Sunday, July 10, 2011

Yes, Roger Ebert, Yes!

(Or, as Atticus just said I should title this post: "Someone is Right on the Internet!")

On a {shudder} dumbed-down version of The Great Gatsby (and I honestly can barely bring myself to share the fact that someone has done this), Ebert says:

The first is: There is no purpose in "reading" The Great Gatsby unless you actually read it. Fitzgerald's novel is not about a story. It is about how the story is told. Its poetry, its message, its evocation of Gatsby's lost American dream, is expressed in Fitzgerald's style--in the precise words he chose to write what some consider the great American novel. Unless you have read them, you have not read the book at all. You have been imprisoned in an educational system that cheats and insults you by inflicting a barbaric dumbing-down process. You are left with the impression of having read a book, and may never feel you need return for a closer look.

If you read to the end of Ebert's piece, I'm sure that, like me, you'll check "Words fail me" on his multiple choice quiz.

I'm going to go beat my head against a wall now, in order to banish from my consciousness the rewritten ending, which includes -- I'm not kidding -- these words:
Some unpleasant people became part of Gatsby's dream. But he cannot be blamed for that. Gatsby was a success, in the end, wasn't he?
Some unpleasant abridged versions of books have crept into my line of vision but I can't be blamed for that, can I? In the end, I'm still free to run screaming from the room.

Anne-with-an-e is now joining in the fun, adding, "See Jay mope. Mope, mope, mope ...." We have to laugh, you see, so that we don't weep well into the night.

(Caveat to younger readers regarding clicking through to Ebert -- some mature language near the end of the piece.)


Charlotte (Waltzing Matilda) said...

I saw that a few days ago and was horrified! Truly awful. One positive side effect though is that it made me want to snatch up my copy of the original and pour over it again!

Dorian Speed said...

I was worried this would be an Ebert review of the upcoming movie by Baz Luhrmann, which I'm really hoping will be fantastic:

Lindsay said...

I wonder if the biggest problem with this book is that it is forced on teens who are just not developmentally ready to "get it." That coupled with the fact that they have never learned to savor language and they don't have time to let the language pour over them as they read, or the time to go back and pore over it on a re-reading. And that many of them are being taught by teachers who really don't "get it" either.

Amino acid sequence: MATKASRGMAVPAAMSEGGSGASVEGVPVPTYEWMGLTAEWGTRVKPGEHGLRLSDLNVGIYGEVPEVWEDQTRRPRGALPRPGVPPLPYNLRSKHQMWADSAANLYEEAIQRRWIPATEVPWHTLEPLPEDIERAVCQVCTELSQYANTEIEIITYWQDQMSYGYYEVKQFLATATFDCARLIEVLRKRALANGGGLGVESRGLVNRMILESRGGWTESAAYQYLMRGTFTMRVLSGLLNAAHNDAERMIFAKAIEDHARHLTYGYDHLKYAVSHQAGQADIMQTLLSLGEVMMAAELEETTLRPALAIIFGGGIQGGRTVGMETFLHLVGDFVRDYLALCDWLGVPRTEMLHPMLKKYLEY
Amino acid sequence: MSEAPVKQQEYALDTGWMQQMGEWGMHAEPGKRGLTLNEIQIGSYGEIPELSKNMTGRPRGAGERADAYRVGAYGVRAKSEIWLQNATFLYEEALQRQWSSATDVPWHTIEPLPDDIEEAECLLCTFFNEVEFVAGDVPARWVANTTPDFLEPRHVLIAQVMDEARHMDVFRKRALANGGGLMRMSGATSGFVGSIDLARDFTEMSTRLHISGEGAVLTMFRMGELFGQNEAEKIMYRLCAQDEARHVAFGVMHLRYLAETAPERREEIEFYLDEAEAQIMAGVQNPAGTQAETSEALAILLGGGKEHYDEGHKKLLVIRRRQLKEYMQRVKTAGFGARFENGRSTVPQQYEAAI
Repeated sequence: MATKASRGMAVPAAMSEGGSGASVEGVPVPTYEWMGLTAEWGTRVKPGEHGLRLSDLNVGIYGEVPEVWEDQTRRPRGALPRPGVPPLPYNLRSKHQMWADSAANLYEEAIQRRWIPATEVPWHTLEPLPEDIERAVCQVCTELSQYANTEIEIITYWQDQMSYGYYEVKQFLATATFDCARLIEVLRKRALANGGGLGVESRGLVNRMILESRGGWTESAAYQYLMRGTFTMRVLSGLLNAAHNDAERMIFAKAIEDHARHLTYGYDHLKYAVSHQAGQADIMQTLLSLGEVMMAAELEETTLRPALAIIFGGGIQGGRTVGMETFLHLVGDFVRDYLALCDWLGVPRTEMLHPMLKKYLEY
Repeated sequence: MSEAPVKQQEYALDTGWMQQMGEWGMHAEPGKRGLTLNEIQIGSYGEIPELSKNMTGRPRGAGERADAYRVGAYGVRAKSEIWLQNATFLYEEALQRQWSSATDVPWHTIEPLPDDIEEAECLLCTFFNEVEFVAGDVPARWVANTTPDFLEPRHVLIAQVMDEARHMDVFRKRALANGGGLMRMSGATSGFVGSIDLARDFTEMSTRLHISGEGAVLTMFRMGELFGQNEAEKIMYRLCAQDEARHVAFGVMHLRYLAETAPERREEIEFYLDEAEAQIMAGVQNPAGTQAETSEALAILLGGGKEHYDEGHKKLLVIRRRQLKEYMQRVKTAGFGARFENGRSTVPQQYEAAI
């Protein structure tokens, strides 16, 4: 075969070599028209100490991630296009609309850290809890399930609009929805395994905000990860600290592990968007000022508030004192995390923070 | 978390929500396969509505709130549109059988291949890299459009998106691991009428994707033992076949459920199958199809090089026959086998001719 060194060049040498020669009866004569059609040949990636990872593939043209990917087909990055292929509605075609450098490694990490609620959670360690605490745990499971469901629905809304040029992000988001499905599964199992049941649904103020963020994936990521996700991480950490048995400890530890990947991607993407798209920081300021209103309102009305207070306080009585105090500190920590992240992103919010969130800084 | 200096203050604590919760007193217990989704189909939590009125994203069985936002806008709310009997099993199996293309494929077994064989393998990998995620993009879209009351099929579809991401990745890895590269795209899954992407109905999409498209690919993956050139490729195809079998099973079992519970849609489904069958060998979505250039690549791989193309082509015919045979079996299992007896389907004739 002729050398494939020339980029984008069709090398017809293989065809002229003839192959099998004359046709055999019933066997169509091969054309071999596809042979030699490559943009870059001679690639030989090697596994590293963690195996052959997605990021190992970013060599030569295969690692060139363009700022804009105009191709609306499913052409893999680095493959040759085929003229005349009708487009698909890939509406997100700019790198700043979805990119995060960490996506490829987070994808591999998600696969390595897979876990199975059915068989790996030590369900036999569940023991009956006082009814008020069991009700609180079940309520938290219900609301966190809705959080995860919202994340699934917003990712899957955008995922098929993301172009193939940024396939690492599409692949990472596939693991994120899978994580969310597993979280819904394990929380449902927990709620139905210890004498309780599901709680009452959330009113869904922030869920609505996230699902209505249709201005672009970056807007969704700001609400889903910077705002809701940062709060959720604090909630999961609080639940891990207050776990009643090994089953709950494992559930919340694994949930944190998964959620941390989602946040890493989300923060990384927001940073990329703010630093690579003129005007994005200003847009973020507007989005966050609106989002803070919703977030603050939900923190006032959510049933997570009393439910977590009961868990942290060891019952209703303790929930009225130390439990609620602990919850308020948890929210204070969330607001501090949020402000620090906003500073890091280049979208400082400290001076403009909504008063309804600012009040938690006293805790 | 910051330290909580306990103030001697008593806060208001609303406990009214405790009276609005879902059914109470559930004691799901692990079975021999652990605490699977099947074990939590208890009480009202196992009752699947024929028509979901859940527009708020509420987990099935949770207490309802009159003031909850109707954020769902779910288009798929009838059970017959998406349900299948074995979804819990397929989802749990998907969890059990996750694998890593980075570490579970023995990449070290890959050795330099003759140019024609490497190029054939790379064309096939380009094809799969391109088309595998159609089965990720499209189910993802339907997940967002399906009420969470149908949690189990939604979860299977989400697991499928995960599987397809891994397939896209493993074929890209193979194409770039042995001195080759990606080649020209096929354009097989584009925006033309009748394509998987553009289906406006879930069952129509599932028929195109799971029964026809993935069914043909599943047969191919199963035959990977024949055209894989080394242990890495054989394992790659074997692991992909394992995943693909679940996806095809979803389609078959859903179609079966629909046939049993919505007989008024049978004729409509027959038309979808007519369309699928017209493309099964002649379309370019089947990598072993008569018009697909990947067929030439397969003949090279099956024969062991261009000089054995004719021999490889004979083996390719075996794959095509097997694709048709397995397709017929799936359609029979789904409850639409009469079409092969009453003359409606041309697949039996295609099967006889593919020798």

I wonder how many people have had the book ruined for them by being forced to read it before they were ready. The flip side of this is, when do they get exposed to Fitzgerald, if not when they are trapped in high school and are forced to read it?

I didn't like the book in high school. My son didn't like the book when we read it for a book discussion. And yes, he can read; 800s two years in a row on the SAT would seem to indicate that he has at least some skill in that area!

Roger Ebert's quotations gave me the first taste of how beautiful the language could be. But if we don't have inspired teachers like that, I'm afraid most of us will probably miss it. And my experience in high school gave me the feeling that Fitzgerald was a writer I didn't want to bother with in future.

Not that I think "dumbed-down" books are the answer, as they pretty much completely miss the point. Probably better long-term preparation and waiting for the right time are the real answers. Better preparation through reading good literature all along might be possible. But I don't know if our society will ever allow us to wait for the right time.

Enough rambling!

Karen Edmisten said...

Charlotte, yes, it's one I will always reread with the most minute of prompting.

Dorian, I, too, really hope that one will be fantastic!

Lindsay, I'm sure that Fitzgerald has been spoiled for more than one person through inadequate teaching -- so true for so many books. And, yes, I think that often high schoolers don't have the life experience to appreciate what the book is saying. Still, purely from a literary standpoint, in terms of the writing, it's a shame that it isn't always presented as the glittering jewel that it is.